Views have definitely their place in databases and data warehouses. We are talking about objects which are good to use since they do not contain data (do not take up place in storage). They consist only of table query.
More complex views can be more expensive for logical operations mostly with complicated queries with multiple joins into big tables. This situation can be solved by Indexed Views (materialized views).
Views are good servants but bad masters. Unthoughtful operations with Views without management one by one will lead to performance problems now or later.
What Can Be T SQL View Used For? Specific Tips
Examples and situations when Views can be used can be summarized like so:
- Views as Security feature – You display data you want only some users to see and you can restrict it for others.
- Summary of complex logic can be put into Views for better clarity
- Repetitive procedures – if it is needed to join 5 tables repeatedly and also apply multiple identical conditions, why not wrap this logic into just one view and query it next time easily?
- Aggregation or more complicated queries – View is a good way to display information over atomic data in aggregated form.
- Views as a tool to pass information to business users (logic containers) – You do not have power users in your company and you do not want your regular users with some SQL knowledge to access your db? Then there is possibility to get rid of routine requirements for simple data sets. Make Views with aggregated data for business users. They will import them into Excel pivot tables and be happy. You will not lose whole day inventing a report.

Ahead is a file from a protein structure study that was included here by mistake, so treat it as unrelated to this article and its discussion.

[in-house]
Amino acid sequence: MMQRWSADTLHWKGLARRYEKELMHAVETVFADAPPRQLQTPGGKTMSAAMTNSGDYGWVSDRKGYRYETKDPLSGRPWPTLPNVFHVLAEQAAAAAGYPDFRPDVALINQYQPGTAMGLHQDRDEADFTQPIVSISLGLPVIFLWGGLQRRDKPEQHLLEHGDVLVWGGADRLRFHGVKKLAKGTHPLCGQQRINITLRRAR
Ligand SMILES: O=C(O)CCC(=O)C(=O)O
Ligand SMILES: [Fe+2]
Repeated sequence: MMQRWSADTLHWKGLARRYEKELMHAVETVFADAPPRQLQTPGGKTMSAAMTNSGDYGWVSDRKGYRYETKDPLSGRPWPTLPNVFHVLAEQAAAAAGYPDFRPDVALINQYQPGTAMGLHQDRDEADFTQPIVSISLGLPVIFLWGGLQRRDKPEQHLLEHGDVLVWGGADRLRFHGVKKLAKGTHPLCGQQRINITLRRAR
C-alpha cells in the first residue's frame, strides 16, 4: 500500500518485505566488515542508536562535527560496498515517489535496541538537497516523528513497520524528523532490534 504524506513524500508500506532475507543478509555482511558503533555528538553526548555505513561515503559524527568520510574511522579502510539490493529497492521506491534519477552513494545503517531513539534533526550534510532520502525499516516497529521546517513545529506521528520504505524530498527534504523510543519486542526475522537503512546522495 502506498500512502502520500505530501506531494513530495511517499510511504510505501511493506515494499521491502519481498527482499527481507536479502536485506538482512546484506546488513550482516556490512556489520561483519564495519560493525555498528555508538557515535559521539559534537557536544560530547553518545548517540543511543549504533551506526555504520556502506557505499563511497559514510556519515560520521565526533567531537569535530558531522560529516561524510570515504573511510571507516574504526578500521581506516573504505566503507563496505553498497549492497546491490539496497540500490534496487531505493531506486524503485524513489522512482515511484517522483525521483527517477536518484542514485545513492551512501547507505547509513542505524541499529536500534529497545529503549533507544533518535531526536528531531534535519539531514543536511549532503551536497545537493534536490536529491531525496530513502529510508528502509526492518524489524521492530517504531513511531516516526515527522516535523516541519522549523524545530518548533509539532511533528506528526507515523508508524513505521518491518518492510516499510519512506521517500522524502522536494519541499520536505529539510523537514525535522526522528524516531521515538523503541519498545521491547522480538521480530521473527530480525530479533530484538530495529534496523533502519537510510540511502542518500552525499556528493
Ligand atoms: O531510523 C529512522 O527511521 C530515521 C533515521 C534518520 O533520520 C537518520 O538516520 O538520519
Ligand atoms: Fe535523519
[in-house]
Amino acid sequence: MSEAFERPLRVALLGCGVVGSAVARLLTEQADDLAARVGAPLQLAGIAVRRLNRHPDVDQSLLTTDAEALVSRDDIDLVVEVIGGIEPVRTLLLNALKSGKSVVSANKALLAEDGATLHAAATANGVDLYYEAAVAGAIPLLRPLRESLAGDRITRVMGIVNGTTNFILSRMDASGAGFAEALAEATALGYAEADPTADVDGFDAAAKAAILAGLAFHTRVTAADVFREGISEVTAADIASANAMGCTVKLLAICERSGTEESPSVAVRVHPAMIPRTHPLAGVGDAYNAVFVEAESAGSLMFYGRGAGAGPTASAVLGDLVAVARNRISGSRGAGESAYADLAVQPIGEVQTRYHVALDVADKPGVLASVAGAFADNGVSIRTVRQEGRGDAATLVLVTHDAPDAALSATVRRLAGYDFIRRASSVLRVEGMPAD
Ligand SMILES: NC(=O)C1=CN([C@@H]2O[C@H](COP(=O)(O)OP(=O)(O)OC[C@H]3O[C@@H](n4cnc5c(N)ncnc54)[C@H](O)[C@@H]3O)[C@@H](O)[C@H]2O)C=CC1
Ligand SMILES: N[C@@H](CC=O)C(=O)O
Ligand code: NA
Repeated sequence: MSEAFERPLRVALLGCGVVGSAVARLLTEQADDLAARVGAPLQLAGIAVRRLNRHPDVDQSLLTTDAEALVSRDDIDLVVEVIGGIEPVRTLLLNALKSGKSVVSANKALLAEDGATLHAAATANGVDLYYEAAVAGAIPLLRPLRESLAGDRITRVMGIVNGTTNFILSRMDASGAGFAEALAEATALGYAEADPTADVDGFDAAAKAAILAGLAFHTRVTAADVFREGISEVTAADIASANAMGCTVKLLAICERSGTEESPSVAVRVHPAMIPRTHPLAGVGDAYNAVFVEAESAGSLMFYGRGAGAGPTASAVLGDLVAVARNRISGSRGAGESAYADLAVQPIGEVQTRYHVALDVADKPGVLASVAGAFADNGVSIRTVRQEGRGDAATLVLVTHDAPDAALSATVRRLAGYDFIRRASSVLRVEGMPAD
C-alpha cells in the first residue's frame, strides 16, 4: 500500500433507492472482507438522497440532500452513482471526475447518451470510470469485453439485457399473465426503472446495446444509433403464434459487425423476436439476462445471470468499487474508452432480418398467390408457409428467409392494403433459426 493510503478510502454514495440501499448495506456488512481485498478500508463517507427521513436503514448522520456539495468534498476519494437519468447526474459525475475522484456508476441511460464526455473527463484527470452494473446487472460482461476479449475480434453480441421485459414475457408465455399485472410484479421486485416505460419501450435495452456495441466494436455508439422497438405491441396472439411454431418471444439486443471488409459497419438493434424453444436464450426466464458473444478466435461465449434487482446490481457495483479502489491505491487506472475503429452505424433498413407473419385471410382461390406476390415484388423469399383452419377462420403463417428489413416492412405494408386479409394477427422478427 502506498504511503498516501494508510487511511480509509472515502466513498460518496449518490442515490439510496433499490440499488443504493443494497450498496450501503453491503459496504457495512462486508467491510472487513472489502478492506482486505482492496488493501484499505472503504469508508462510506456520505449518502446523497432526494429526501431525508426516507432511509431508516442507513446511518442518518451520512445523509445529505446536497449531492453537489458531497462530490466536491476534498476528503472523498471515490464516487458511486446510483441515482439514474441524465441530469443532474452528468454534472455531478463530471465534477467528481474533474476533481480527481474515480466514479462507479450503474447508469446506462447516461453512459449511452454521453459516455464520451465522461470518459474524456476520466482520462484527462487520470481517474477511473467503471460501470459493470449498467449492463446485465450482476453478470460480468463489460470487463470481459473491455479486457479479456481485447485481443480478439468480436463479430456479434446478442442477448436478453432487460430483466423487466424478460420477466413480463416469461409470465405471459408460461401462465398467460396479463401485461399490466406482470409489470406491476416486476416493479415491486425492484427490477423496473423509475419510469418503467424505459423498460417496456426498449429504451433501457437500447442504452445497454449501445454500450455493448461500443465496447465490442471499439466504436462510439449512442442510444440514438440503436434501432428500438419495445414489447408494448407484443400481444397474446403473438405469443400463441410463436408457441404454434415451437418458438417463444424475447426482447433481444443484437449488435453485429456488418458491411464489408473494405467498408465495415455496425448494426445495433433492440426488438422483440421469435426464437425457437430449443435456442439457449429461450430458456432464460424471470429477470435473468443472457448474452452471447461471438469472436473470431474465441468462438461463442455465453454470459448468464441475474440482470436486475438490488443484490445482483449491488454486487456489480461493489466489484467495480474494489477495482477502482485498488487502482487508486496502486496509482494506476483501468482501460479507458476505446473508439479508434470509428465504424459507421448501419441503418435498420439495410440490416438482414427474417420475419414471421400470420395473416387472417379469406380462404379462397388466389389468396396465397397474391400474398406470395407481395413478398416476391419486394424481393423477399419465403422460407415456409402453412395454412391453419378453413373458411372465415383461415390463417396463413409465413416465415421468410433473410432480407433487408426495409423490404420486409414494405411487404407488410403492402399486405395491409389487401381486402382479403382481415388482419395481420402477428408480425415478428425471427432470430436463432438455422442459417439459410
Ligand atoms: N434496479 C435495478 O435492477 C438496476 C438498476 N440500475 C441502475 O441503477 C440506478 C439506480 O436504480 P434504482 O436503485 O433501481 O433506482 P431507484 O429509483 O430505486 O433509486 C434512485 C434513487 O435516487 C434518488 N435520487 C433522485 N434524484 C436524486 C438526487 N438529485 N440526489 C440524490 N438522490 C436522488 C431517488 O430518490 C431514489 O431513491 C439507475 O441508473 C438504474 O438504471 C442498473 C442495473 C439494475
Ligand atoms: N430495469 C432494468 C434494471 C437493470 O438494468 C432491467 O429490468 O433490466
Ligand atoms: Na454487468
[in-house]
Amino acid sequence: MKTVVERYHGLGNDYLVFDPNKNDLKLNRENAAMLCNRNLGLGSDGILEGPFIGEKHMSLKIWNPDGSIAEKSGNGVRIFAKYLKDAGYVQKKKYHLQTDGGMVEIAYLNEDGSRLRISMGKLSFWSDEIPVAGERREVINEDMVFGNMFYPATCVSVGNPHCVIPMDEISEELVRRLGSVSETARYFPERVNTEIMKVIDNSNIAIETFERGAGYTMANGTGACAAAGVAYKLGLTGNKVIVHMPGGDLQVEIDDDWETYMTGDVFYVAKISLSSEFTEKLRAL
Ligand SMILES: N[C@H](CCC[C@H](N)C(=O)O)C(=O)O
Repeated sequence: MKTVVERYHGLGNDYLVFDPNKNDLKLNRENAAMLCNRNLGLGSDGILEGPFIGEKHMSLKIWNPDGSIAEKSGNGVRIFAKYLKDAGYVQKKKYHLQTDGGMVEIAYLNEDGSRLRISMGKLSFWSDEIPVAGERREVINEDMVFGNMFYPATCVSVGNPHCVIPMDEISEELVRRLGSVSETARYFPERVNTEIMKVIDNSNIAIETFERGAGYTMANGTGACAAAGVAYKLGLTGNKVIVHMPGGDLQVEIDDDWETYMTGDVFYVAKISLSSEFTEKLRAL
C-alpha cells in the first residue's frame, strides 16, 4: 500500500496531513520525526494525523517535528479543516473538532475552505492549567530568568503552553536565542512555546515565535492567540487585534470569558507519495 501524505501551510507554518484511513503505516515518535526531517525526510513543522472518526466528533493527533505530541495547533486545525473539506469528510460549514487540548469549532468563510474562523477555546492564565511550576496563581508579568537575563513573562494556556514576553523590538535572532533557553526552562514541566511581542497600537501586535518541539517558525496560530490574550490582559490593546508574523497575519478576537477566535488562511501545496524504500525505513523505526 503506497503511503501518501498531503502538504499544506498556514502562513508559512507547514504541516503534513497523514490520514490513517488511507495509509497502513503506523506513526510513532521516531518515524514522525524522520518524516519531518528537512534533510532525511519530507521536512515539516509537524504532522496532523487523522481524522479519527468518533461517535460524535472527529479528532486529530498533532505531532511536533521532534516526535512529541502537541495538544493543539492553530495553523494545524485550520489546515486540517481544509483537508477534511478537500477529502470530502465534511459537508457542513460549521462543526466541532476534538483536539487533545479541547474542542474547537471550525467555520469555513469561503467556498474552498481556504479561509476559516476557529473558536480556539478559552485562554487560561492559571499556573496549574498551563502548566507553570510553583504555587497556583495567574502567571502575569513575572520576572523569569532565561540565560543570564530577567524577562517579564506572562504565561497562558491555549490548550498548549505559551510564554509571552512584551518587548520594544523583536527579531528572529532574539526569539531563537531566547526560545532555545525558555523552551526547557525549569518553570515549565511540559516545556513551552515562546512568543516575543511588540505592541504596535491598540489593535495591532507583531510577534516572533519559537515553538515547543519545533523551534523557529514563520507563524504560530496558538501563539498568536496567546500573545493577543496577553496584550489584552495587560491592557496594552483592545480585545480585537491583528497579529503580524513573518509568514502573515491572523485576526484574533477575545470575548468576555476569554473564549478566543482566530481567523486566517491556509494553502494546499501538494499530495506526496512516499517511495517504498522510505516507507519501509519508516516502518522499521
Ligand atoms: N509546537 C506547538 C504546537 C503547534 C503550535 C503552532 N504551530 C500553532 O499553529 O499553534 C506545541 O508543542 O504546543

- Building reporting architecture – Views are good tools to define datasets for reports in business intelligence. These datasets can then be under control in organized and transparent form.
- Possibility of creating indexed Views and speeding up slow queries
Create, Alter, Drop View – Syntax
1 Creating view = Create View
CREATE VIEW udv_Name
2) Change of view = Alter view
ALTER VIEW udv_Name
3) Deleting view = Drop view
DROP VIEW udv_Name
Indexed view (materialized view) and SCHEMABINDING
We should use this type of view whenever we want to profit from some advantages of using View (for example Security of complexity summary), but we have complex and very slow query putting a huge load on logical operations. We will use indexed tsql view and basically create dynamically updated table.
Syntaxe – view will be created followed by clustered unique index
CREATE VIEW udv_Name
CREATE UNIQUE CLUSTERED INDEX IDX_udv_Name ON dbo.udv_Name(ID);
Creating indexed view and limitations:
- T SQL Views must be WITH SCHEMABINDNING – meaning that view is bound by structure of underlying objects. If you try to change the structure of underlying table (e.g. deleting/renaming of column which is using view) it will let you complete the change only after dropping the view. Indexed view is this way protected against changes and has always up-to-date structure.
- Deterministic definition of indexed view – this is sometimes a stumbling block. Deterministic definition means that view must return same results with application of same requirements. Doesn’t it need to be like that? If we use view for example in function GETDATE() view will return different results in different time and this requirement is therefore not met.
- With view, it is mandatory to link to objects in identical database
- No query can be pointed at different view
- Clauses UNION and DISTINCT cannot be used